Trump probe: Judge holds real-estate firm in contempt for documents

A state judge has placed a commercial real estate company that appraised many Trump Organization properties in contempt for failing to turn over documents during a civil investigation led by the New York attorney General.

NewsEditor
NewsEditor
05 July 2022 Tuesday 19:19
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Trump probe: Judge holds real-estate firm in contempt for documents

A state judge has placed a commercial real estate company that appraised many Trump Organization properties in contempt for failing to turn over documents during a civil investigation led by the New York attorney General.

Cushman & Wakefield will receive a $10,000 fine per day starting on Thursday until it produces documents more than a week late to New York Attorney General Letitia James’ Office. According to a Tuesday court filing.

James' office requested the documents to be subpoenaed as it considered whether to file civil lawsuit against Trump and his company. James' office stated in a previous filing that it had "found substantial evidence establishing many misrepresentations" in Trump's financial statements to banks, insurance companies, and the Internal Revenue Service.

Trump and his company denied any wrongdoing. Trump called the probe "a continuation to the greatest Witch Hunt ever."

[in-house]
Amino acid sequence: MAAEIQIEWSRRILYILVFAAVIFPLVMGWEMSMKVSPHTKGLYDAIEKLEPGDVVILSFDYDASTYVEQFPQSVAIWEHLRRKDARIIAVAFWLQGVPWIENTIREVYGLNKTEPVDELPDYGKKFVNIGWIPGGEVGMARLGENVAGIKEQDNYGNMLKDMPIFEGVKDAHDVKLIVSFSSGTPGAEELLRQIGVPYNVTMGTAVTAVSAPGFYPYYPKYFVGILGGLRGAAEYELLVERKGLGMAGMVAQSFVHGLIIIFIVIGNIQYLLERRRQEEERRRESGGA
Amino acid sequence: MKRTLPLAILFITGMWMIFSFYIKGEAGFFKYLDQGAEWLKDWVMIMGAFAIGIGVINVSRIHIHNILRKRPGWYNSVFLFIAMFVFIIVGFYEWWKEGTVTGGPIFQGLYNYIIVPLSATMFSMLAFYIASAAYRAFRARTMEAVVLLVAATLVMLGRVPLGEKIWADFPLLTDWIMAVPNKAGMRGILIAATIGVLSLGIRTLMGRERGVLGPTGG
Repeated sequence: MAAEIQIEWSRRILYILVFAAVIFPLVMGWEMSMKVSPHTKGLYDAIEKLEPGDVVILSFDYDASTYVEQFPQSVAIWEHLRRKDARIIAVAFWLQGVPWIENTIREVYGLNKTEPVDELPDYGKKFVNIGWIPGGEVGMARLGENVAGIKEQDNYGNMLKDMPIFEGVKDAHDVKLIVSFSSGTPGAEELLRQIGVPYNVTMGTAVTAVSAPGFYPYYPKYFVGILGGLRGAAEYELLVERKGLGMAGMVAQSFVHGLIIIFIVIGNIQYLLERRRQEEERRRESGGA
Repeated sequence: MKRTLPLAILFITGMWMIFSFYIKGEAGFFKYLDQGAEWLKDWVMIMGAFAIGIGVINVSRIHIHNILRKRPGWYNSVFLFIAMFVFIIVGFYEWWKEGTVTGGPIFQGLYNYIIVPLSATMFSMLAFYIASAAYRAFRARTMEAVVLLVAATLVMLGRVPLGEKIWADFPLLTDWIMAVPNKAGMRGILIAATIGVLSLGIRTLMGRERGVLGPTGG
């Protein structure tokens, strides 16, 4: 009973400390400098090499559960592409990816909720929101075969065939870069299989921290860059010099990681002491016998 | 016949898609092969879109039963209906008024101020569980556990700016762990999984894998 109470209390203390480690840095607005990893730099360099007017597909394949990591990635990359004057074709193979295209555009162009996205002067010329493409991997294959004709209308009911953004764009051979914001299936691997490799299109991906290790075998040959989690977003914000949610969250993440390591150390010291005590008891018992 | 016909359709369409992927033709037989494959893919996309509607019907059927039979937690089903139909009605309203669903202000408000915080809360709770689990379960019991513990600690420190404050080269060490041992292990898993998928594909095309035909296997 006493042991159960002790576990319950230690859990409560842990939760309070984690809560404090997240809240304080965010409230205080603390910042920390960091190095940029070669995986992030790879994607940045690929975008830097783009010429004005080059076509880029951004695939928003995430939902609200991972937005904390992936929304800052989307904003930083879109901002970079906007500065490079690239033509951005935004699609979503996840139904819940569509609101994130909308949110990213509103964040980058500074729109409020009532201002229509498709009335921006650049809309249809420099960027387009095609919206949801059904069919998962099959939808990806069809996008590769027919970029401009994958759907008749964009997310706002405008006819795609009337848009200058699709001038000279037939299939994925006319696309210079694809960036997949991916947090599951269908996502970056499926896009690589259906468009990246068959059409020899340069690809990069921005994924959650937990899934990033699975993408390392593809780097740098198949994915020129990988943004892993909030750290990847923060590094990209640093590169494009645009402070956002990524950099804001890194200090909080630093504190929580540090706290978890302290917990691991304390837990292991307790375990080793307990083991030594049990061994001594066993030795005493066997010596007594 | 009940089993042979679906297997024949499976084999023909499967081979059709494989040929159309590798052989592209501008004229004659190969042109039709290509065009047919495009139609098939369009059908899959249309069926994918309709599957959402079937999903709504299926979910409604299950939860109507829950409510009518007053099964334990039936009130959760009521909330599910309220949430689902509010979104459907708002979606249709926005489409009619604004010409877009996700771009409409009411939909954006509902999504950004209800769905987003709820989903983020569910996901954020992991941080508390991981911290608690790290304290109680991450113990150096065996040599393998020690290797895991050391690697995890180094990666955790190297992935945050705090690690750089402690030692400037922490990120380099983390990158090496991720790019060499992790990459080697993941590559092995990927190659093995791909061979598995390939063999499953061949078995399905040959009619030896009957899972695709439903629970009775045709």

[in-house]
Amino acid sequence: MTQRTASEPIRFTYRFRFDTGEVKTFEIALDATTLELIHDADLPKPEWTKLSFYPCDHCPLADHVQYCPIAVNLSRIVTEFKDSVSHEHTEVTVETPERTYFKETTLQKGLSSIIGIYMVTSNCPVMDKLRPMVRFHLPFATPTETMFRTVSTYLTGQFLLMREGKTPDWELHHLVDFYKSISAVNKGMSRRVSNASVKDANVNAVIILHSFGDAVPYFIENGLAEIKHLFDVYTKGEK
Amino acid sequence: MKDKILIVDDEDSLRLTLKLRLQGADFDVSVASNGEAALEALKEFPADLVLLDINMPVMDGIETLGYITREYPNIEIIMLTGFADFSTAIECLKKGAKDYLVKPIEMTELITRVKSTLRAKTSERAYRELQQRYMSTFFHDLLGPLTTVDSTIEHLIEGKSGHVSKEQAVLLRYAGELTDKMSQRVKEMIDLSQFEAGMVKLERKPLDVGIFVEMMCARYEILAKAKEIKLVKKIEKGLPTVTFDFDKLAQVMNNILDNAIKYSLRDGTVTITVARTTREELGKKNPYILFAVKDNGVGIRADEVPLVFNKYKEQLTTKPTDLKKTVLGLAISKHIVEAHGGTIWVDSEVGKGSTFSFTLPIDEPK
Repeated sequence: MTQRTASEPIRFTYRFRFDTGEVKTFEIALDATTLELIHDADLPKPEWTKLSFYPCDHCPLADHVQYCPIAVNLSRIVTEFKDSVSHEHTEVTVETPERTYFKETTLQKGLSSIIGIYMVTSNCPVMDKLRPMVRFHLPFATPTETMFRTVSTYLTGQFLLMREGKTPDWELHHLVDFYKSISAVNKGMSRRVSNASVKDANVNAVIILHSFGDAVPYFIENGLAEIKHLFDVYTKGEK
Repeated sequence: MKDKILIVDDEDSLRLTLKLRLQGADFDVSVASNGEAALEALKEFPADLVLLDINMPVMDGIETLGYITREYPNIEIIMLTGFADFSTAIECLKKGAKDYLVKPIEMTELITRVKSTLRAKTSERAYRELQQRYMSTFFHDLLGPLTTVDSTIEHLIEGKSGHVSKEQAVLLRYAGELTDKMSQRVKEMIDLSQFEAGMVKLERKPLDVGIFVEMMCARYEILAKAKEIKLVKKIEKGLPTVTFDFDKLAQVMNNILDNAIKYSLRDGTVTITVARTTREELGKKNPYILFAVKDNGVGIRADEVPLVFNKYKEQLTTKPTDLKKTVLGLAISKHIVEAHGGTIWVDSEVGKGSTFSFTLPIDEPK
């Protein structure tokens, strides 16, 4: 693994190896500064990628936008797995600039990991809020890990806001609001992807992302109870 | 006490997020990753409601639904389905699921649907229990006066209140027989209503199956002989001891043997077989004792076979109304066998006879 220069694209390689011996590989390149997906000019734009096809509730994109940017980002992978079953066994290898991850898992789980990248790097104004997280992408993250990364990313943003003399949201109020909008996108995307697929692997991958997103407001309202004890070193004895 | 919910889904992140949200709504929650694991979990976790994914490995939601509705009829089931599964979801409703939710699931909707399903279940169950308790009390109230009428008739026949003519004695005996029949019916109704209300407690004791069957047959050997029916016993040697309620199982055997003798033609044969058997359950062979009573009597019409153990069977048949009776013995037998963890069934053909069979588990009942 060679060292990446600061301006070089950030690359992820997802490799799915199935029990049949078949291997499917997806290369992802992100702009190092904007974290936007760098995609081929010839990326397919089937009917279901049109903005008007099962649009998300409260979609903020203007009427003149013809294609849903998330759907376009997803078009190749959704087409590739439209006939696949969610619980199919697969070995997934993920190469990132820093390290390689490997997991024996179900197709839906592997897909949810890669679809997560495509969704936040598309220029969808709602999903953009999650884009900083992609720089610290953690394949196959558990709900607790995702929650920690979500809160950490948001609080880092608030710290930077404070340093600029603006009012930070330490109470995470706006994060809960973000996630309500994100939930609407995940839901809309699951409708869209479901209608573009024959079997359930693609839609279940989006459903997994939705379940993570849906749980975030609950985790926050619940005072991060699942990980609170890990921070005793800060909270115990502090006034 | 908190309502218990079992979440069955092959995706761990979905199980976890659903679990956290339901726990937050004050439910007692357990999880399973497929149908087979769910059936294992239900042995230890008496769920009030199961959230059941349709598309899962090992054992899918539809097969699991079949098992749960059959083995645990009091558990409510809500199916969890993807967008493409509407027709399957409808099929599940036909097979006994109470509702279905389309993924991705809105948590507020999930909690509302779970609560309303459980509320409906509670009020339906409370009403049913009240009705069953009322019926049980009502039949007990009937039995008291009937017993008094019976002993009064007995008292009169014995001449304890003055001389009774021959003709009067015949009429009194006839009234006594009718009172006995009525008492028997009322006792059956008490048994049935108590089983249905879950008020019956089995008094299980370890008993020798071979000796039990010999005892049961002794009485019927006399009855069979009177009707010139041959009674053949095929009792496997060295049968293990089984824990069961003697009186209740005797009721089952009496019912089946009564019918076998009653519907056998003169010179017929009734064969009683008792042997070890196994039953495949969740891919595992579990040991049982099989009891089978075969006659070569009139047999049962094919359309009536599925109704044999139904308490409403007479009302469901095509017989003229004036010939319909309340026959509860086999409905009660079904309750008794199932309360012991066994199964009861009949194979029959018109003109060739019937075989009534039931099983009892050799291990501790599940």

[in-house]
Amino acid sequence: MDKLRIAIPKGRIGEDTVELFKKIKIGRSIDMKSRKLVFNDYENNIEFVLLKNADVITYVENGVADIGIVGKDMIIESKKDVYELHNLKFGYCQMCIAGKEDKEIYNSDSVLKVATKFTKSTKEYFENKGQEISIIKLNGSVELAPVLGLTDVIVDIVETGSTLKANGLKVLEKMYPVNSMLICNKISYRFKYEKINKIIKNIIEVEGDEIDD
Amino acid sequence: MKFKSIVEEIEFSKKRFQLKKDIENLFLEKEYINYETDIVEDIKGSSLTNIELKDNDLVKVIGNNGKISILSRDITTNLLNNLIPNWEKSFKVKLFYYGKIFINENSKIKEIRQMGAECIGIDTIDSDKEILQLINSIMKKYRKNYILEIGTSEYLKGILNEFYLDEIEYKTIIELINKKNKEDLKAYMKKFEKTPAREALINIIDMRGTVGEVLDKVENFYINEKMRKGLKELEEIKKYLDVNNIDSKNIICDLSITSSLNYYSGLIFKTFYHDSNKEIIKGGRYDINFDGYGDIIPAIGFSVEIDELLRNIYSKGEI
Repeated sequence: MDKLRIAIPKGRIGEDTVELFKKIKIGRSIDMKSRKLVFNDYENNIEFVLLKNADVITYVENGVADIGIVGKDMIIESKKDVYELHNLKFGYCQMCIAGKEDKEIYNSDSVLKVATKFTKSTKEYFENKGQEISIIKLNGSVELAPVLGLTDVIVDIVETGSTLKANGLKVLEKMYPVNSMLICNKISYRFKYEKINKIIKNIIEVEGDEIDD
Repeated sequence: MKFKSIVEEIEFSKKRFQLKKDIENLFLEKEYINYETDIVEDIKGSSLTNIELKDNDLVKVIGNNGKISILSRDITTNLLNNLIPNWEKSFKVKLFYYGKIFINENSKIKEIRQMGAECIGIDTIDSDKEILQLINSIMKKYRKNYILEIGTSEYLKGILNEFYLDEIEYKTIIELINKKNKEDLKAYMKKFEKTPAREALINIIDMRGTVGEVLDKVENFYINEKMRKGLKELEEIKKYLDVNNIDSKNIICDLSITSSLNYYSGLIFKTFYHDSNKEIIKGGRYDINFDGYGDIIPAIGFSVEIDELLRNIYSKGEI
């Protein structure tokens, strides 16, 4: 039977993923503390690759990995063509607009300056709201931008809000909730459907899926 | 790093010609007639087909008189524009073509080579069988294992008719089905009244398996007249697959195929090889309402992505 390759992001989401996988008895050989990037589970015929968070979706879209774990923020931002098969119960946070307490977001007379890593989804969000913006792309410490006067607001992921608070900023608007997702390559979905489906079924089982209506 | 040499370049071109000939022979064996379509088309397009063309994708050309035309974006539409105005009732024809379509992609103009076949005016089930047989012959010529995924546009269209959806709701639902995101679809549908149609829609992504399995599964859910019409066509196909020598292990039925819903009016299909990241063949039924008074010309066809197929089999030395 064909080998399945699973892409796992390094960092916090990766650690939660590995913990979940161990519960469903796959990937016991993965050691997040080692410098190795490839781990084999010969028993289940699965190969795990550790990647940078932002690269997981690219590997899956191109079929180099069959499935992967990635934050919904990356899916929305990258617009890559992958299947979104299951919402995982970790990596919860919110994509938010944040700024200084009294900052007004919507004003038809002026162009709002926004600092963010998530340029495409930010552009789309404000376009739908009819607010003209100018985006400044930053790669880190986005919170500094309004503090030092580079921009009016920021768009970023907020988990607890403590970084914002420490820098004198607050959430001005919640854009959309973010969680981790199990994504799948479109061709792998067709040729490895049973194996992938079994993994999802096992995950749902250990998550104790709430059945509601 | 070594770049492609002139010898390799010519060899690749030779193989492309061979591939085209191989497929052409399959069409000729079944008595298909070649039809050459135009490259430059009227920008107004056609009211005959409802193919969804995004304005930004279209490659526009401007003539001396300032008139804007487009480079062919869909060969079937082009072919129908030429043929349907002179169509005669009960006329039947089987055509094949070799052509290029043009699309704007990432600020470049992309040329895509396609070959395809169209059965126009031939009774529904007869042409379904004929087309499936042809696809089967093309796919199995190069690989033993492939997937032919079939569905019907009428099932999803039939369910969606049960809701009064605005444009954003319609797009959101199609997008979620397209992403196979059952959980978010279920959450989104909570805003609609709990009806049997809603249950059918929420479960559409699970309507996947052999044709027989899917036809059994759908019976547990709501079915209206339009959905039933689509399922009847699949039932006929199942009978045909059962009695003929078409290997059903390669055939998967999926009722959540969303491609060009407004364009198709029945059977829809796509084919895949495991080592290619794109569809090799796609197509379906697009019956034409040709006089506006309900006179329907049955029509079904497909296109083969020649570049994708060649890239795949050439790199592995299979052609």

The latest development in a long legal battle began in September when James' office served subpoenas to Cushman & Wakefield and again in February.

According to New York Judge Arthur Engoron's contempt order, the real estate firm "partially replied" to the subpoenas sent in March and then refused to provide any records.

Engoron acknowledged that there was an "enormous amount of documents" required in the probe. However, Engoron stated that "Cushman & Wakefield is only to blame if they chose to treat the looming deadlines with carelessness."

Cushman & Wakefield filed a motion to extend the deadline last week for responding to subpoenas issued in response to previous delays. Engoron denied the request Tuesday.

Engoron wrote that "As an initial matter" the Court was incredulous that Cushman & Wakefield would wait two days after the Court-ordered deadline expired to start the process of applying for another extension.

Cushman & Wakefield has been contacted by NBC News for comment.

Lawyers for a real estate company wrote Engoron Tuesday to say that they had produced "more than 850,000 pages" of materials in response to the subpoenas. They also stated that a multimillion-page "document dump” would delay the AG's investigation.

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